Qatar is introduce a new labour panel to investigate employee grievances, as the country continues the gradual reform of its employment practices.

The move means that for the first time, labour disputes will be handled outside the court system, according to reports carried by The New Arab online news service.

Although the principle of the panel was agreed as part of a package of labour reforms announced last year, the Qatari government has now confirmed it will be operational by the end of March, with an International Labour Organisation (ILO) office expected to open in the country later this year.

The aim is to improve oversight of grievances, but it should also streamline the process of resolving labour disputes. The Law Gazette said the Department of Labour Relations would be responsible for referring cases to the panel, though cases involving dismissal could be filed directly. If a dismissal was found to be arbitrary, it said, an employee would return to their job with compensation. The entire process of resolving disputes should take no more than three weeks.

Qatar has embarked on a cautious programme of employment reforms, most notably promising to abolish the kafala system which requires employers to sponsor and monitor the legal status of employees, replacing it with a system of employment contracts.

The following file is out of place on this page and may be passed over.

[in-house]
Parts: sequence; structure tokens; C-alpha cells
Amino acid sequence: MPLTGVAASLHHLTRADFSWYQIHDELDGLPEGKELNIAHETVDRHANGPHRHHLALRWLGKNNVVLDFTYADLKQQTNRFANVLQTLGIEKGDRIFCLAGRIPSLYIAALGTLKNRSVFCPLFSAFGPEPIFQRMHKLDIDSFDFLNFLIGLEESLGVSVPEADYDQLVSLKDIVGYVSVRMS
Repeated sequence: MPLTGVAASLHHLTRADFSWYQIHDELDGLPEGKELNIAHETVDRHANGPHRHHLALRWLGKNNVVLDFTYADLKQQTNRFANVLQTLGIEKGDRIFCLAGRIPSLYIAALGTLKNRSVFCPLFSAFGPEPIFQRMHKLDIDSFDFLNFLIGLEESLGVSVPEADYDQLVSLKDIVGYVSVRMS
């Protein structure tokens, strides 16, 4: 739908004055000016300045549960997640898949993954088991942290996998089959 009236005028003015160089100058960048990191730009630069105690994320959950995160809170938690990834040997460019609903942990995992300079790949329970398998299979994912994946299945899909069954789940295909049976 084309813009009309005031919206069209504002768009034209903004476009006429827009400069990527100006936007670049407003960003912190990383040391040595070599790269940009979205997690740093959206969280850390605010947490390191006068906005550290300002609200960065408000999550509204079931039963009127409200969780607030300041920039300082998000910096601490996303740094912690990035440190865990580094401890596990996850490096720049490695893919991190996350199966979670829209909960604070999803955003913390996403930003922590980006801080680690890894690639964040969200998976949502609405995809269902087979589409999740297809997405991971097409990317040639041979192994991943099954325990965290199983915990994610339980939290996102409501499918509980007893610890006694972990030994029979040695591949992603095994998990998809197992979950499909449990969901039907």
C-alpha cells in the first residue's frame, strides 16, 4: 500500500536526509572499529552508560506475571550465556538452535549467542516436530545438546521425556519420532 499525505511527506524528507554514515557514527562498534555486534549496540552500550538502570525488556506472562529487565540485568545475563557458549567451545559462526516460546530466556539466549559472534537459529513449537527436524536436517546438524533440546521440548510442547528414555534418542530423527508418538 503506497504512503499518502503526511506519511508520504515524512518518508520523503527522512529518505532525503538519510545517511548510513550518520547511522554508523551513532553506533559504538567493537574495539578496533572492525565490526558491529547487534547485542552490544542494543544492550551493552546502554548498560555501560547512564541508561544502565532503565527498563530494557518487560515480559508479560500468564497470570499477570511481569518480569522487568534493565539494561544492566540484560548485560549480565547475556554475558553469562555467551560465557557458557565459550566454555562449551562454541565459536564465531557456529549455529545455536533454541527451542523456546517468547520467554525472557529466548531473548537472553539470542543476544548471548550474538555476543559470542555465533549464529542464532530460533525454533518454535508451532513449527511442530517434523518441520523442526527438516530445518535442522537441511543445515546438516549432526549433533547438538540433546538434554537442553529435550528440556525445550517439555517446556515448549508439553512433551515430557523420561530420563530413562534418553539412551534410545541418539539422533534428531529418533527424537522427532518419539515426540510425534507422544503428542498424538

In February, the International Trade Union Confederation (ITUC) said it was confident the “worst” aspects of the system would be removed in a matter of weeks, citing comments made by Qatari prime minister Abdullah bin Nasser bin Khalifa Al Thani.

ITUC general secretary Sharan Burrow also welcomed the move to introduce the labour panel. "The new guidance from Qatar signals the start of real reforms in Qatar which will bring to an end the use of modern slavery and puts the country on the pathway to meeting its international legal obligations on workers' rights," she said.

But the country still faces international condemnation for its working practices, with the scrutiny only increasing in the run-up to the 2022 World Cup, which it is hosting.

Construction projects to support the event have been heavily scrutinised by NGOs and the media. This month, an audit conducted on behalf of football’s governing body, FIFA, interviewed more than 600 workers on construction sites in the country and concluded that working weeks in excess of 72 hours were commonplace, while some workers went up to five months without a break.

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